The Mama Rags formed in the fall of 2013 in Seattle, Washington. Inspired by the great rock bands of the late ’60s and early ’70s heyday, the band seeks to translate the vintage aesthetic of quality rock and roll to a modern-day audience. Combining hard rock with hints of garage, psychedelic, country, and blues, The Mama Rags create a well-rounded and unique sound that leaves you thinking you were born in the wrong era.
Hectic Electric is a debut release that encapsulates the golden-era rock stylings of The Mama Rags. On the one hand, you have “Change You,” a catchy pop tune guaranteed to be stuck in your head all day, that was mixed by Grammy-nominated producer Don Gehman (R.E.M., Stephen Stills, Neil Young, John Mellencamp). On the other hand, a collection of songs recorded in friend Shawn Fleming’s (King Dude) basement over a December weekend which feature dirty riffs reminiscent of Black Sabbath (“Borrowed Time”), the sloppy attitude of the Stones (“Invite Me Over”), and modern garage rock accessibility (“Hectic Electric”).
Hectic Electric sees its release on June 16, 2015 via FunkFarm. The exclusive album stream is above, and the flyer for the band’s record release show (Saturday, June 20, 2015 at Seattle’s Tractor Tavern) is below.
Atlanta’s Ben Trickey is a layman’s existentialist, a dive-bar philosopher both driven and paralyzed by a deep fascination with life’s greatest question. In his songs, he perpetually contemplates his purpose, and with a wounded, wary croon, his dark country-folk struggles for hope in the face of desolation.
Trickey’s latest offering is the fourth and final installment in a seven-inch series he recorded over the past four years, all of which will soon be compiled into a hand-made limited edition box set called The Long Box (out June 9th). The A-side of the new seven-inch, “Alabama,” is quietly devastating, its stark rural imagery contrasted with a nostalgia for unburdened youth. This is followed by a cover of Kris Kristofferson’s “Shipwrecked in the ’80s,” and “Guiding Star,” which finds Trickey’s quivering vocals at a heart-wrenching pinnacle.
Clocking in at about a minute-and-a-half, “Guiding Star” a brief but impactful indulgence in loneliness. The premiere of the track can be streamed below.
On May 26, 2015, Bernie Sanders (I-VT) announced his run for presidency at Burlington, Vermont’s Waterfront Park. The populist independent senator from Vermont will be seeking the nomination of the Democratic Party.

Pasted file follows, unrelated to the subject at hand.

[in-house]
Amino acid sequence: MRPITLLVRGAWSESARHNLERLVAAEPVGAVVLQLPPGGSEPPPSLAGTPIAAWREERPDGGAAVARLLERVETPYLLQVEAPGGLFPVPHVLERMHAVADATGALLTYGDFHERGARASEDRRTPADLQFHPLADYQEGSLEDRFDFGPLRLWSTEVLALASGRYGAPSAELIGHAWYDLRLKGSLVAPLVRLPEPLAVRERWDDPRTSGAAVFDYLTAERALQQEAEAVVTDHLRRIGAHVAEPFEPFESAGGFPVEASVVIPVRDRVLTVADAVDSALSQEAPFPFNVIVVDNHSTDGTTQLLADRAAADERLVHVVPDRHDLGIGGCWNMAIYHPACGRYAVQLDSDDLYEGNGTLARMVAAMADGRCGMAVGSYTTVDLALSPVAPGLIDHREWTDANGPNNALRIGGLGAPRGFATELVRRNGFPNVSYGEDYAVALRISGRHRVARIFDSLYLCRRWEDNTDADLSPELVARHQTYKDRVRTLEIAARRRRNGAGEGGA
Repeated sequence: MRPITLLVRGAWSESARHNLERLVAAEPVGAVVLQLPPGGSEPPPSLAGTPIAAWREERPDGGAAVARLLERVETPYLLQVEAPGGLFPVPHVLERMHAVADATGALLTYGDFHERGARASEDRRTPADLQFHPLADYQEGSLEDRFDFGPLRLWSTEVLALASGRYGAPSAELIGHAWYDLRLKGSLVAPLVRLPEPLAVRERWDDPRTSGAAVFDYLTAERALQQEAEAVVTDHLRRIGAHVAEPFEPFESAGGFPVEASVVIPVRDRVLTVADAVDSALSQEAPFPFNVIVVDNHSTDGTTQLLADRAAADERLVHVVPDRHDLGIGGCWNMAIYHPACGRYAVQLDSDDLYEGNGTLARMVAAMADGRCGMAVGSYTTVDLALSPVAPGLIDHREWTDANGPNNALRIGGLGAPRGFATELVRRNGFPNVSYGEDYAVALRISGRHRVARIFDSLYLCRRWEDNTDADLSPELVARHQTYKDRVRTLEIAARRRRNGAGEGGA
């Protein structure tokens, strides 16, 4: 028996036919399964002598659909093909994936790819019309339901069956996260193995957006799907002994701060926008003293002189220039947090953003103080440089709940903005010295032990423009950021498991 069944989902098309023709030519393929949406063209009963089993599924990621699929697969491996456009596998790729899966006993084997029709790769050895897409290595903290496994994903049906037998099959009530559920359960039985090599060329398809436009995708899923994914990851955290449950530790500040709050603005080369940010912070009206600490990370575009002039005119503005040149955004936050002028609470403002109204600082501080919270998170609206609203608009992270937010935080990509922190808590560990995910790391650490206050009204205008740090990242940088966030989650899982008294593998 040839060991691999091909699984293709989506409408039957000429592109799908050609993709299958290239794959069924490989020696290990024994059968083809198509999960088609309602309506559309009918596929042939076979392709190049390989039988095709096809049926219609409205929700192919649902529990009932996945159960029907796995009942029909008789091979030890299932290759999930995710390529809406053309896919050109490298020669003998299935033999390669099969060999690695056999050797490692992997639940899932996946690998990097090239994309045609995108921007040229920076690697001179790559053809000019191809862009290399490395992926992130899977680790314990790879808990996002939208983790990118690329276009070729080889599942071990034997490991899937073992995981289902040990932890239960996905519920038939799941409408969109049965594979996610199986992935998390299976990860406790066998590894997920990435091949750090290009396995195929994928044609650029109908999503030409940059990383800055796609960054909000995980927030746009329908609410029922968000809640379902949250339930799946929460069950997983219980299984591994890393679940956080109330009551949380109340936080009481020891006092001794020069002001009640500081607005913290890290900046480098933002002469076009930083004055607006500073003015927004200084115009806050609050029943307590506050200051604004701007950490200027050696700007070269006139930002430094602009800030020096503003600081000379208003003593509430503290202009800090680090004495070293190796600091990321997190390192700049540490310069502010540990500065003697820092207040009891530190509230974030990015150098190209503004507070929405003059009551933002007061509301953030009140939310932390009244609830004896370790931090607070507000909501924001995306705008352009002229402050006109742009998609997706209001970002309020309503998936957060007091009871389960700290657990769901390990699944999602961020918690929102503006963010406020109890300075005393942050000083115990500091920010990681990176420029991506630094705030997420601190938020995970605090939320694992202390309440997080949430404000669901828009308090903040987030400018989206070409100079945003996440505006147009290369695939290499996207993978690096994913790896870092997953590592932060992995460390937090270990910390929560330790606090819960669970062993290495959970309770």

Below are more photos taken from the rally, which kicked off at 5 p.m. EST.
The rally begins at Waterfront Park
A sizable crowd gathers for the event
Ben Cohen and Jerry Greenfield of Ben & Jerry’s address the crowd
Bernie takes to the podium
“The gap between the very rich and everyone else is wider than at any time since the 1920s. The issue of wealth and income inequality is the great moral issue of our time, it is the great economic issue of our time, and it is the great political issue of our time.”
“I ask you to join me in this campaign to build a future that works for all of us, and not just the few on top.”
Boaters and kayakers gather along the shore to listen to Bernie’s speech
The historic Moran Plant looms over the gathering
Bernie Sanders shakes the hands of supporters as he leaves the rally in his Jeep Cherokee
The organizers of The Fest 14 have announced the next batch of bands. The latest additions – which brings the total number of confirmed bands to 331 – include Title Fight, Modern Life Is War, As Friends Rust, Big Wig, Into It. Over It., Smoke or Fire, Pianos Become the Teeth, Loma Prieta, Masked Intruder, Lee Corey Oswald, and more.
These bands join a list of artists that already includes Lagwagon, Desaparecidos, The Menzingers, Mustard Plug, Tim Barry, Off With Their Heads, Teenage Bottlerocket, mewithoutYou, Modern Baseball, The Hotelier, Chumped, The Sidekicks, Elway, and Defiance, Ohio.
The 2015 edition of The Fest will take place in Gainesville, Florida over the course of three days (October 30th and 31st, and November 1st) and will feature more than 350 punk and independent bands.
To see the full list (so far) of bands, go here and here.
We all have to start somewhere, right? Prior to becoming your favorite way to waste a half-hour, a pilot episode must pave the way for a television show to make it on air. Over time, these relics become forgotten – and in some cases, remain practically unseen. Here are five interesting pilots of shows that have become household names.
This short cartoon, clocking in at just over a minute and a half, introduced “The Flagstones” as they were originally called. Created in 1959 (a year before The Flintstones debuted on TV), the plot of this demo reel would eventually be incorporated into the episode “The Swimming Pool.”